Prison: the facts

Want to see what life is like for the people who live and work in the UK's overcrowded prison system?

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One to One

juliet lyon'One to One'  is a series of interviews broadcast on Radio 4 in which journalist Anita Anand discovers what drives people to pursue certain careers. 

Her first guest was PRT director, Juliet Lyon. In her early 20s Juliet fostered children, and went on to work in a school at the adolescent-unit of a psychiatric hospital. One patient was due to enter a young offenders' institution, so she went to see what it was like. Shocked by what she found, she knew she wanted to try and improve conditions within prisons.

Click this link to listen to the interview

 

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writing competition 2014

The Prison Reform Trust's 2014 writing competition is now open for entries.

There are three categories

'Speak Out' - a comment piece or article of no more than 500 words

'Time' - a short story of no more than 1,000 words

'Doing Time' - a rap/lyric of no more than 400 words

The judges are:

Rachel Billington OBE; Kingslee 'Akala' Daley; Erwin James; Michael Morpurgo OBE; Chris Mullin; Femi Oyeniran

 

Click here to find out more and download the competition leaflet


Home Secretary, the Rt Hon Theresa May MP delivered a speech last night (10 July 2014) outlining how the government is ensuring that people with mental health problems, learning disabilities and other support needs caught up in the criminal justice system are identified and diverted into appropriate healthcare and support services.

Click 'read more' to read a full transcript of the speech and download a copy of the Care not Custody briefing paper launched at the event.

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The Prison Reform Trust has prepared a briefing (pdf) to assist Peers in the Second Reading debate on the Criminal Justice and Courts Bill, which is scheduled to take place on Monday 30 June.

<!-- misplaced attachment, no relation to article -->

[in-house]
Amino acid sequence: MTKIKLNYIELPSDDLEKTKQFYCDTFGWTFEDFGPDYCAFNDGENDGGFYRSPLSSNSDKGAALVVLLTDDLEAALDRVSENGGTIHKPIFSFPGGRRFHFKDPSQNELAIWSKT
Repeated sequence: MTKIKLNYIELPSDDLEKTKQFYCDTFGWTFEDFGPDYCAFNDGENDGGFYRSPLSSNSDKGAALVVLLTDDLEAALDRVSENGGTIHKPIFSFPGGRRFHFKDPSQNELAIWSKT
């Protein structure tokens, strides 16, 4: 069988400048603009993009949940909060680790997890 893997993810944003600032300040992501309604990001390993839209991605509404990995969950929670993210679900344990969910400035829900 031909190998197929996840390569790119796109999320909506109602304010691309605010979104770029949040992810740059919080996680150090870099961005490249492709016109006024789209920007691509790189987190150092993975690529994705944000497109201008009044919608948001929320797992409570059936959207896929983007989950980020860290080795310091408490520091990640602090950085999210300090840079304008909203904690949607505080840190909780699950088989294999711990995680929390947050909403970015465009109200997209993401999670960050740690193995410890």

The Criminal Justice and Courts Bill is the fourth Ministry of Justice-led criminal justice bill introduced by the Coalition Government. Following the Chief Inspector of Prisons Nick Hardwick’s recent warning of a “political and policy failure” in prison policy, it is difficult to understand why the government is introducing measures which will increase the size of the prison population, raise public costs and add significantly to the work of criminal justice agencies at a time when staff, resources and budgets are already overstretched.

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The warning by the Chief Inspector of Prisons Nick Hardwick of a “political and policy failure” in prisons is(see also PRT's lead letter in The Times)  backed by the findings of a recent Prison Reform Trust report which shows a system under significant strain with high levels of overcrowding, fewer staff, worsening safety, and fewer opportunities for rehabilitation.

In the past five weeks the prison population has increased by 734 people – the size of a large prison - and now stands at 84,533.

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Letters and phone calls from prisoners reveal that, six months on from their introduction, new prison rules are undermining fairness and rehabilitation behind bars
 
Changes to prison rules introduced six months ago which include a ban on prisoners receiving books and other basic items are eliciting a strong sense of injustice in prisons and undermining opportunities for effective rehabilitation, a new briefing by the Prison Reform Trust reveals.

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